Georgia Supreme Court hears Atlanta annexation case
Legislation the General Assembly passed last year leading to the creation of the city of South Fulton should not prohibit Atlanta from annexing five neighborhoods now part of the new city, a lawyer representing Atlanta argued Monday.
As a local act, House Bill 514 did not supersede the general state law allowing municipalities throughout Georgia to annex adjacent areas, Robbie Ashe told members the Georgia Supreme Court.
“Georgia courts have consistently struck down local acts that modify how general law is exercised,” he said.
At issue is a lower court ruling last September that dismissed Atlanta’s bid to annex the five neighborhoods. In November, two months after the ruling, voters ratified the formation of the City of South Fulton, which includes the areas in dispute.
Ashe also argued that the Atlanta City Council approved ordinances annexing the five neighborhoods last June – and Mayor Kasim Reed signed them – before the July 1 effective date of the South Fulton cityhood legislation.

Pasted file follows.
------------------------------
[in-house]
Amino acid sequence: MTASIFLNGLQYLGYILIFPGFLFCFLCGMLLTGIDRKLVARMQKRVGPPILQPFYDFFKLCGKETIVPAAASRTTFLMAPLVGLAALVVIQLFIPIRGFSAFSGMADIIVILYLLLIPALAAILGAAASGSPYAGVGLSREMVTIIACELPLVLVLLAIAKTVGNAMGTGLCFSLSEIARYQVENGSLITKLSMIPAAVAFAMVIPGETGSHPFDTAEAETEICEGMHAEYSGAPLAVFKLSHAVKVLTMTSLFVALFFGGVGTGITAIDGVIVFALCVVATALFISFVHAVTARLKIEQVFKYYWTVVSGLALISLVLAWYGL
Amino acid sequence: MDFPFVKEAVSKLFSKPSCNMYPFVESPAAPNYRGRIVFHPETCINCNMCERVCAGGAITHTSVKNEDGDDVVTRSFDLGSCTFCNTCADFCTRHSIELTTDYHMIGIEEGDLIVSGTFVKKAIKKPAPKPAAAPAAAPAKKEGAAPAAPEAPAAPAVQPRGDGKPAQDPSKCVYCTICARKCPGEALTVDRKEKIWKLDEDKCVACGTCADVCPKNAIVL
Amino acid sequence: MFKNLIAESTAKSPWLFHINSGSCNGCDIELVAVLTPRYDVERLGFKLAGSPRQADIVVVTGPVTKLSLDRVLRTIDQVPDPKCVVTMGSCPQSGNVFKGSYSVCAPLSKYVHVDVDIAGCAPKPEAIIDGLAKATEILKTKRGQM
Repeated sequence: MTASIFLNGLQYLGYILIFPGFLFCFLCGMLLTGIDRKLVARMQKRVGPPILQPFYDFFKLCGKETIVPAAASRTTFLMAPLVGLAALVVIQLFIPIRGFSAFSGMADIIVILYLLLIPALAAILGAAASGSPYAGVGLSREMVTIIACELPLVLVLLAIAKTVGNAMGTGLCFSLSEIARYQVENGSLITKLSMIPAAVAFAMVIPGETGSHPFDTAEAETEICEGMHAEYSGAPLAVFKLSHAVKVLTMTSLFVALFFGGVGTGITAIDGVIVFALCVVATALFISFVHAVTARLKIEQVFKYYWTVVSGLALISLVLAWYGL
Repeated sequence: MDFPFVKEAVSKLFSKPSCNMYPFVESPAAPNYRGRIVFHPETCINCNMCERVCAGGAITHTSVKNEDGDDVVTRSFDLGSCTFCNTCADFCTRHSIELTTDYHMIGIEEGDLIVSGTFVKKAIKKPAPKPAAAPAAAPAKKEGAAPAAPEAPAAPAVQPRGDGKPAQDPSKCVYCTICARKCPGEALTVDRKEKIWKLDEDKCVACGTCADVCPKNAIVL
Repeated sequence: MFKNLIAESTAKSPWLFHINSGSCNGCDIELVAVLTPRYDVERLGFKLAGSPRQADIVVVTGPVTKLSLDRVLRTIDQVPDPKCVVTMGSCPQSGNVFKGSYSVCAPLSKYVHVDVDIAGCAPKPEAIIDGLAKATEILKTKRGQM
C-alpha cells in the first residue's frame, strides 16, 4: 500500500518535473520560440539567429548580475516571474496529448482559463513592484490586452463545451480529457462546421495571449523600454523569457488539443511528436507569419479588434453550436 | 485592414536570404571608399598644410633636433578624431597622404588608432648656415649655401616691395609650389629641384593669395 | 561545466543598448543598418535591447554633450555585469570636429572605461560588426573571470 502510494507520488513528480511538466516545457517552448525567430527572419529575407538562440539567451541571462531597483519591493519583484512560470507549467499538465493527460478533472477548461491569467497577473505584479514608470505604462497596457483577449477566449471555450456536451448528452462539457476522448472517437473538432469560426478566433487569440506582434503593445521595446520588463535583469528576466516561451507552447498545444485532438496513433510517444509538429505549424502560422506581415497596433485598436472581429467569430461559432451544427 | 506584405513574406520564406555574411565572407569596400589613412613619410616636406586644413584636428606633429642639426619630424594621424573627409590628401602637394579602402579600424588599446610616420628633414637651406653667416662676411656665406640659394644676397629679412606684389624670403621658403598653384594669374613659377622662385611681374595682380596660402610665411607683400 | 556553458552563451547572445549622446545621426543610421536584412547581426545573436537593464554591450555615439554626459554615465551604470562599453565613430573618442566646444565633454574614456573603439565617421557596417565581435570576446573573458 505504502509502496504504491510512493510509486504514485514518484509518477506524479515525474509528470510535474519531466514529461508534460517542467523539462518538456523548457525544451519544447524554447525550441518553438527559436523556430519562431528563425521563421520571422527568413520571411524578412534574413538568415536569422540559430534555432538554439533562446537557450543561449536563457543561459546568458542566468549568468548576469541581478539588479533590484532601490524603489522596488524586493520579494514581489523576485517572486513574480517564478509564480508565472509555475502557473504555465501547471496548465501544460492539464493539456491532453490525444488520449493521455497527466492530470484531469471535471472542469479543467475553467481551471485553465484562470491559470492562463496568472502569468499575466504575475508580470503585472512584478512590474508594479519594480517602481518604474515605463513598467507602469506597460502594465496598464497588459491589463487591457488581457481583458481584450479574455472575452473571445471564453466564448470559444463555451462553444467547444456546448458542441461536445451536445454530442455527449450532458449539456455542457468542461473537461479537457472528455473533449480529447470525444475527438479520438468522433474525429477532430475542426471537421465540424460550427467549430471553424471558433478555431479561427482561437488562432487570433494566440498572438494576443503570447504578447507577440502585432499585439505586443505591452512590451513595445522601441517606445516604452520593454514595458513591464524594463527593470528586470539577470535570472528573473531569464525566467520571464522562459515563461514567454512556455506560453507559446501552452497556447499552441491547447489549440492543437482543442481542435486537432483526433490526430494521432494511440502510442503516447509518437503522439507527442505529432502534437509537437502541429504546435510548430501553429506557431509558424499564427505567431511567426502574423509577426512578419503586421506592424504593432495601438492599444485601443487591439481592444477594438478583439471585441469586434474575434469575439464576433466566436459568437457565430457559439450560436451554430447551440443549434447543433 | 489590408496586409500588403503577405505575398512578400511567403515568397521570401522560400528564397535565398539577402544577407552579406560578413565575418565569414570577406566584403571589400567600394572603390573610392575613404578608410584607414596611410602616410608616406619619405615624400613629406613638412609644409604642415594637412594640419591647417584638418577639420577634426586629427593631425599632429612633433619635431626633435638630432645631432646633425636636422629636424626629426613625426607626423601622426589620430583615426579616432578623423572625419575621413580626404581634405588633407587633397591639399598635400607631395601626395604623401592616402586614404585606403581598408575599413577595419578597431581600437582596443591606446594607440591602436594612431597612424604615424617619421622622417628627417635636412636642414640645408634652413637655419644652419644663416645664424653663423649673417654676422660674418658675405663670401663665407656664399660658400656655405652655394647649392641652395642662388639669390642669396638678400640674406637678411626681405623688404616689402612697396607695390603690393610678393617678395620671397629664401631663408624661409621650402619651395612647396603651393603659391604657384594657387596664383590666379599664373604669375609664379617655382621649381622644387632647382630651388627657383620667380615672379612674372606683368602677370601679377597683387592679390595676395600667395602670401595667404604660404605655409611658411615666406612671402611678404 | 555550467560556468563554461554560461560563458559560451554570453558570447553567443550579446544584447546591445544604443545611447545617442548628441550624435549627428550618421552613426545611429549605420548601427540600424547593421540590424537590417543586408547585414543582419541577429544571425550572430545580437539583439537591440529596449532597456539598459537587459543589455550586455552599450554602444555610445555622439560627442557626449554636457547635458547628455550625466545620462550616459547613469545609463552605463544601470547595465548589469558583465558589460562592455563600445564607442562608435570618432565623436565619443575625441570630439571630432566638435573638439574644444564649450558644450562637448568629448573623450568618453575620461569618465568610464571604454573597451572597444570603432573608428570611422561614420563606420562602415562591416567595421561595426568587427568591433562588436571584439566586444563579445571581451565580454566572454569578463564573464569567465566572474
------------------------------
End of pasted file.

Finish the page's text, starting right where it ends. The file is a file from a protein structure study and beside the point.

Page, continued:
“Annexation occurs when the legislative process to do the annexation is completed,” he said.
But Josh Belinfante, the lawyer representing several taxpayers who challenged the annexations, said the trial judge was correct in ruling that Atlanta’s timing in approving the annexations was improper because the annexations didn’t take effect until July 1, the same day as House Bill 514.
Belinfante also maintained the city’s effort to annex the formerly unincorporated neighborhoods is legally moot because those areas are now part of the city of South Fulton. He noted that council elections in the new city are set to take place on Tuesday, and South Fulton will begin operations May 1.
“It would be incredibly disruptive if the court were to remove [the lower court] order,” he said.
The two sides also disputed whether Atlanta met the legal requirements governing annexations, including gaining petition signatures supporting annexation from at least 60 percent of the affected property owners.